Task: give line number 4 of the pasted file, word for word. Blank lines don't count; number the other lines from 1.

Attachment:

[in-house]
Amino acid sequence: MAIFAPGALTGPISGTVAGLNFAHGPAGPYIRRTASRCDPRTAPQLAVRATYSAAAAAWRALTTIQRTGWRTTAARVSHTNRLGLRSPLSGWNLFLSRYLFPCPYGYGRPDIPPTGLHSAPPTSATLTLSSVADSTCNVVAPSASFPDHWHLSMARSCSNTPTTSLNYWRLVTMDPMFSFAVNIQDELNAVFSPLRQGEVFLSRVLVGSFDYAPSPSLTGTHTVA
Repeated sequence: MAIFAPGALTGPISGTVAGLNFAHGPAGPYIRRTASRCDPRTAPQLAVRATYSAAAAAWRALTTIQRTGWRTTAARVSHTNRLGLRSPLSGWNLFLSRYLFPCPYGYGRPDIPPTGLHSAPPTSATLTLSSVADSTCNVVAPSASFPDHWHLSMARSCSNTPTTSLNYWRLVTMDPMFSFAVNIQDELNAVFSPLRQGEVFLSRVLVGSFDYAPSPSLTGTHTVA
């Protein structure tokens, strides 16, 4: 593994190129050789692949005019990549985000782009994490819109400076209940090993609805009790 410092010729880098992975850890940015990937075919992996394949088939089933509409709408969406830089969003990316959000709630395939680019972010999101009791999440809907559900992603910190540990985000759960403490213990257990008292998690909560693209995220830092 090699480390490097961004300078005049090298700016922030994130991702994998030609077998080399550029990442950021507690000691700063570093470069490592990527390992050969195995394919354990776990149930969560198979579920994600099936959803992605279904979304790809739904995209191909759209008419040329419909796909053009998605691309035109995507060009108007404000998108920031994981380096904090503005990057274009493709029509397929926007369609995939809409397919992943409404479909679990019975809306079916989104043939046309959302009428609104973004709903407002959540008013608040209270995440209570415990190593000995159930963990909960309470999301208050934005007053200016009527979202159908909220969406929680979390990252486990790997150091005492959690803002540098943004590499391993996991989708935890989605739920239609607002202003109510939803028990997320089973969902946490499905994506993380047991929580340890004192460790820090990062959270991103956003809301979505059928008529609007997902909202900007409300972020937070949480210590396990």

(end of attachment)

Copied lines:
């Protein structure tokens, strides 16, 4: 593994190129050789692949005019990549985000782009994490819109400076209940090993609805009790 410092010729880098992975850890940015990937075919992996394949088939089933509409709408969406830089969003990316959000709630395939680019972010999101009791999440809907559900992603910190540990985000759960403490213990257990008292998690909560693209995220830092 090699480390490097961004300078005049090298700016922030994130991702994998030609077998080399550029990442950021507690000691700063570093470069490592990527390992050969195995394919354990776990149930969560198979579920994600099936959803992605279904979304790809739904995209191909759209008419040329419909796909053009998605691309035109995507060009108007404000998108920031994981380096904090503005990057274009493709029509397929926007369609995939809409397919992943409404479909679990019975809306079916989104043939046309959302009428609104973004709903407002959540008013608040209270995440209570415990190593000995159930963990909960309470999301208050934005007053200016009527979202159908909220969406929680979390990252486990790997150091005492959690803002540098943004590499391993996991989708935890989605739920239609607002202003109510939803028990997320089973969902946490499905994506993380047991929580340890004192460790820090990062959270991103956003809301979505059928008529609007997902909202900007409300972020937070949480210590396990």